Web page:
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White House press secretary Sean Spicer speaks during the daily press briefing at the White House in Washington, Friday, Feb. 3, 2017. (AP Photo/Evan Vucci)
White House press secretary Sean Spicer speaks during the daily press briefing at the White House in Washington, Friday, Feb. 3, 2017. (AP Photo/Evan Vucci)

Sean Spicer said Gorsuch's 'demoralizing' comment was in general, not about Trump's tweets


UPDATE 2:14 p.m.:

White House Press Secretary Sean Spicer said that Gorsuch's comments were not specifically about Trump's attacks on the judiciary, including calling Judge James Robart a "so-called judge." They were about the general principle of criticizing the judiciary, according to Spicer. He also said Trump would "of course" continue to "speak his mind" about judges.

Trump said previously that Gorsuch's comments, as relayed by Sen. Richard Blumenthal (D-Conn.) were taken out of context. 

UPDATE 8:23 a.m.: Trump accused CNN anchor Chris Cuomo of not asking Sen. Richard Blumenthal about his "long-term lie" about serving in Vietnam. Blumenthal never served.

However, Cuomo mentioned that in his first question to Blumenthal in a Thursday morning interview.

Here's Trump's tweet. 

Cuomo responded with a sigh on Twitter.

UPDATE 7:02 a.m.: President Trump accused Sen. Blumenthal of twisting Gorsuch's words.

Blumenthal said in 2008 that he served in the Vietnam War. But, as The New York Times reported, that was not true. Blumenthal received at least five military deferments and never served.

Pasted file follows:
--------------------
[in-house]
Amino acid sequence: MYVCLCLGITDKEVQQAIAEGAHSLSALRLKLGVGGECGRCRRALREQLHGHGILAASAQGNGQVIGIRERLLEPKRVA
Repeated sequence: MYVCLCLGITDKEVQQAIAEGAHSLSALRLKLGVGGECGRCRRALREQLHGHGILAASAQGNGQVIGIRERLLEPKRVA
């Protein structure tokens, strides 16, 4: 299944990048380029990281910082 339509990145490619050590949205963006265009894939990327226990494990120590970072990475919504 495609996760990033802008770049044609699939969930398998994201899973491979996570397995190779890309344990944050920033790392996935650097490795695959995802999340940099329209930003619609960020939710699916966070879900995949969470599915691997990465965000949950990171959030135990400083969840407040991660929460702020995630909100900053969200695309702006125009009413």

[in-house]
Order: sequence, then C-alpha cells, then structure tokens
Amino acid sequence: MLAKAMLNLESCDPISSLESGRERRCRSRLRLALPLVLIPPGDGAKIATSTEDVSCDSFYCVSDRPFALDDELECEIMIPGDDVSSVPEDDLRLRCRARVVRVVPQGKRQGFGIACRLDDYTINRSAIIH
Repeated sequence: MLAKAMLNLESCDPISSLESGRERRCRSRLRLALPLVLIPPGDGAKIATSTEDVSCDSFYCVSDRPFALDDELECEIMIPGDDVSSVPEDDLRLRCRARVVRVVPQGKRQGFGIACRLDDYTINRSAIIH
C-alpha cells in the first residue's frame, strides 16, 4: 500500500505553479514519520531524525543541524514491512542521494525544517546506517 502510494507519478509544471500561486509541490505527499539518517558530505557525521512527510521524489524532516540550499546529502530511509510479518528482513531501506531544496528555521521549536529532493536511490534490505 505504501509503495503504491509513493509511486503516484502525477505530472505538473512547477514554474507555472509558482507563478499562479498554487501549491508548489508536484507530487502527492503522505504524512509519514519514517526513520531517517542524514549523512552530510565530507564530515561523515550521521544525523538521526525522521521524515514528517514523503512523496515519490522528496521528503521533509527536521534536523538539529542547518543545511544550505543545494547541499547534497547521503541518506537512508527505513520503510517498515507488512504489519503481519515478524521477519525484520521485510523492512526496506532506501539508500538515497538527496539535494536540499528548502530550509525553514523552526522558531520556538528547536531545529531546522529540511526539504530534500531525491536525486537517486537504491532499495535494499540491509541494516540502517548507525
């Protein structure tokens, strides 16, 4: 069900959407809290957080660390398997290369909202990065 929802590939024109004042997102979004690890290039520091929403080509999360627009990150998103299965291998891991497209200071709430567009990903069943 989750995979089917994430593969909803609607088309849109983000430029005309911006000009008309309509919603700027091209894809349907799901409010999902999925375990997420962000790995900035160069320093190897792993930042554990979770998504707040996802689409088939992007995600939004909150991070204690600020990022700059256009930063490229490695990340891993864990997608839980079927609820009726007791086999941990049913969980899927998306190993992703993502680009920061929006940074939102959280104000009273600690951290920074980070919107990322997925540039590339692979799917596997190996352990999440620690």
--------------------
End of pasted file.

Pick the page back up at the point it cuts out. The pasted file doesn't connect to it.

As the world waits in eager anticipation for the judicial ruling set to determine the fate of President Donald Trump's executive order on immigration, the Supreme Court nominee Neil Gorsuch weighed in on Wednesday, describing the president's tweets about the federal judge in Seattle as "demoralizing" and "disheartening," according to CNN.

A spokesman for Gorsuch confirmed that the nominee initially raised concern about Trump's rhetoric during an earlier meeting with Sen. Richard Blumenthal (D-Conn.)

"He said very specifically that they were demoralizing and disheartening and he characterized them very specifically that way," Blumenthal said of Gorsuch. "I said they were more than disheartening and I said to him that he has an obligation to make his views clear to the American people, so they understand how abhorrent or unacceptable President Trump's attacks on the judiciary are."

On Saturday, President Trump broke his silence on the federal court order mandating an immediate, but temporary halt to his proposed immigration ban. In a tweet, he questioned the federal judge's credentials, calling his ruling "ridiculous."

The remarks made by Gorsuch are significant, revealing that he isn't afraid to digress from the president that appointed him. 

And if the 9th U.S. Circuit Court of Appeals in San Francisco rules Trump's ban as unconstitutional, it's likely that the case will make its way to the Supreme Court.

WATCH | For more news you need, check out Circa 60.

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